But since the time of the destruction of the Beis HaMikdash, there is an iron separation — Amalek — that impedes the G-dly revelation. For this reason the tzitz must be “on Aharon’s forehead,” a reference to azus metzach, a holy sense of arrogance, the forcefulness of holiness. But there is still another condition — “and you shall make [the tzitz]” — that Moshe makes the tzitz, i.e., the empowerment that comes from Moshe. For through the aspect of essential self-nullification Moshe had the strength to break Amalek.

(Seifer HaMaamarim 5670)


The Rebbe Rayatz
“And you shall command Bnei Yisroel, and they shall take for you pure olive oil, crushed, to illuminate, to raise up an everlasting light.” Moshe Rabbeinu is the medium that connects the Jewish souls with Hashem, as it says in Devarim, “I stand between Hashem and you to tell you the word of Hashem.”

Accordingly we can understand the above verse: “And you shall command Bnei Yisroel” — “command,” tetzave, means to connect and to join. Moshe must connect Bnei Yisroel to his level of supernal wisdom… “and they shall take for you” — through this connection that Moshe establishes, Bnei Yisroel “will take” themselves “to you,” to the level of Moshe.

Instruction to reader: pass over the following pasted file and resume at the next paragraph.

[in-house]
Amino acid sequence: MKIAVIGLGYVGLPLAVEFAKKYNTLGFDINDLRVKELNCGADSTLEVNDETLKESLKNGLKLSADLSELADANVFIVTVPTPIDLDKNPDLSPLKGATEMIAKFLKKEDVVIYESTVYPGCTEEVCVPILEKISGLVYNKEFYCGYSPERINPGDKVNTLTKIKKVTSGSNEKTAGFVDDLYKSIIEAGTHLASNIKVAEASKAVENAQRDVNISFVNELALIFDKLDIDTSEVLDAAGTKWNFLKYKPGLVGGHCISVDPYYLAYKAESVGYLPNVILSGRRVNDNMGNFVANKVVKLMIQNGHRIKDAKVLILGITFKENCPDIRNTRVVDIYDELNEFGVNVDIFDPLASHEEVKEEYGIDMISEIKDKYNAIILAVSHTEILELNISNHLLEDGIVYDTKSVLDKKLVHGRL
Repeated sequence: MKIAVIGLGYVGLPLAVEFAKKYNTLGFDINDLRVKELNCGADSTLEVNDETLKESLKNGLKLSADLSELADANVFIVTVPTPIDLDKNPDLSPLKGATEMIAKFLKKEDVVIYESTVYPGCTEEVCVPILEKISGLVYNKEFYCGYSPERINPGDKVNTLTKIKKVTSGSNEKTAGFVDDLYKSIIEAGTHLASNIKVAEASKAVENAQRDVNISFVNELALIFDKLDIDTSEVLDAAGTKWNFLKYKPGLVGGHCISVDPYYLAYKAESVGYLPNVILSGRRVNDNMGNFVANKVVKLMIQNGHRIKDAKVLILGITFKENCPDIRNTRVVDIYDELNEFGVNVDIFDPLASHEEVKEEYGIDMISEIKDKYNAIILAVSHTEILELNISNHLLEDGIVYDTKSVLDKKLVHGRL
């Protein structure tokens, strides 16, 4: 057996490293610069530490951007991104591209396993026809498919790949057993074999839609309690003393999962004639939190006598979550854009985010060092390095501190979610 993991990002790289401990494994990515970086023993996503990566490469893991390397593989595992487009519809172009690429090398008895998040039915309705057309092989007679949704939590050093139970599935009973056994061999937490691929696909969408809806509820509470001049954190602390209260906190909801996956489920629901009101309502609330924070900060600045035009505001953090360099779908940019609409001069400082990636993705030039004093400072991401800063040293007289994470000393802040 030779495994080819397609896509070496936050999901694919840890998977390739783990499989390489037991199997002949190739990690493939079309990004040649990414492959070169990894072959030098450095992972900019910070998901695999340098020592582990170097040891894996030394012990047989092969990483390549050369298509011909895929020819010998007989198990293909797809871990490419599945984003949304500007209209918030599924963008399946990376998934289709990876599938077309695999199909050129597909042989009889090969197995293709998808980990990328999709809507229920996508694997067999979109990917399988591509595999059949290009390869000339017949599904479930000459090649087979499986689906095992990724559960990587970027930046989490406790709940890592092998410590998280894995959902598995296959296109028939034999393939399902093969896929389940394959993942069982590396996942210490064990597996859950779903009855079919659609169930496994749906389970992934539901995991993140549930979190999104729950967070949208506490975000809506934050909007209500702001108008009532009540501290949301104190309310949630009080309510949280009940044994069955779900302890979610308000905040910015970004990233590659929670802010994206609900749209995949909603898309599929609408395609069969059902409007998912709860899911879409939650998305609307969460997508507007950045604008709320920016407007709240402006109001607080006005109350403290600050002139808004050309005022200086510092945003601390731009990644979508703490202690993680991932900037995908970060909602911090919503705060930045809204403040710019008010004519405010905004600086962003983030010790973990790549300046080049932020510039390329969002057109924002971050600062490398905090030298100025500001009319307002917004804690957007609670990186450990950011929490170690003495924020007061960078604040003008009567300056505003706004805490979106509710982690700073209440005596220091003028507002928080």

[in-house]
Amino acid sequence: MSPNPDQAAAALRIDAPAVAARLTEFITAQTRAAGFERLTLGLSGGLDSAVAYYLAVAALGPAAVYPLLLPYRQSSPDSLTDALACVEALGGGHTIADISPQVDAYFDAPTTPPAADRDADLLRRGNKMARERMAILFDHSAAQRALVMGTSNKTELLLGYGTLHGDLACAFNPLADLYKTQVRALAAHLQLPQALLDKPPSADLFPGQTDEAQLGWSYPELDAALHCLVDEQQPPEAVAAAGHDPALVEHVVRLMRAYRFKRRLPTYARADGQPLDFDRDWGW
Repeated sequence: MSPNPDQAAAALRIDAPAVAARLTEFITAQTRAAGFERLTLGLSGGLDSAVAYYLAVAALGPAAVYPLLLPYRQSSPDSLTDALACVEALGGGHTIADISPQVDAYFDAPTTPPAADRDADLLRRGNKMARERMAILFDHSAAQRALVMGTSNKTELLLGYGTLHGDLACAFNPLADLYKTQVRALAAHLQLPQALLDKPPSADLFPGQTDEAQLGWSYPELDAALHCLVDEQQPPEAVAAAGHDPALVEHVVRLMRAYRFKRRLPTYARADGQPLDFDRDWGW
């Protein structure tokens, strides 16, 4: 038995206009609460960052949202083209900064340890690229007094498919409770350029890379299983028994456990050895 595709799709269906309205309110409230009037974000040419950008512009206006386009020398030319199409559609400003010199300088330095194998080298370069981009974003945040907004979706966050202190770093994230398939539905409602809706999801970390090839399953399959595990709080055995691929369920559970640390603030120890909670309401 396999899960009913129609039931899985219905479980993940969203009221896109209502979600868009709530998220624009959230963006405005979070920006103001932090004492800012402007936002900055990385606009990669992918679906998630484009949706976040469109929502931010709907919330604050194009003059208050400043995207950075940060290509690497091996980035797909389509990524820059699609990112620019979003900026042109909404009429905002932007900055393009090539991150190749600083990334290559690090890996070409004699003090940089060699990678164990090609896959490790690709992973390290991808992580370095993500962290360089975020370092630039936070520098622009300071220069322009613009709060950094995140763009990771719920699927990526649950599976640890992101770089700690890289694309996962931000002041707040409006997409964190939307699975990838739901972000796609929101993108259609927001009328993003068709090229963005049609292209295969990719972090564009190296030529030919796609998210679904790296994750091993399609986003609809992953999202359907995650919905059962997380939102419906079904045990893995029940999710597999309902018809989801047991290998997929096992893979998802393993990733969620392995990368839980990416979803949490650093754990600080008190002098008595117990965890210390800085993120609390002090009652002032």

In this matter there are two types of Divine service: If the service comes through intellect — “olive oil” (oil alluding to wisdom) — then one only attains the inner level of wisdom, described as “pure.” But if the service is motivated by accepting the yoke of Heaven — “crushed” — then one achieves a higher level, described as “to illuminate” (l’ma’or), the source of the light. The purpose of both approaches, however, is the same, “to raise up an everlasting light,” to arouse and reveal the pintele Yid, the essential spark, within every Jew.

(Seifer HaMaamarim 5704)


The Rebbe MH”M
“And make a choshen mishpat (lit., a breastplate of judgement).” There are opposing ideas alluded to in the word “choshen”: (1) In the writings of the Arizal it says that “choshen” has the same letters as “nachash” (snake, a symbol of evil). (2) R’ Efraim, one of the Baalei Tosfos, says that “choshen” is numerically equivalent to “Moshiach.”

The body alludes to “nachash,” because it is called the “skin of the snake,” whereas the soul alludes to “Moshiach.”

During Exile, the idea of “nachash” is revealed, because the reason for Exile is the sins of the Jewish people, that is, the body overcoming the soul. The idea of “Moshiach,” on the other hand, is that even though he exists, he is hidden. Our Divine service is to cause the soul to overcome the body, that is, to reveal the “choshen — numerically equivalent to Moshiach” from its/his state of concealment.

(Likkutei Sichos)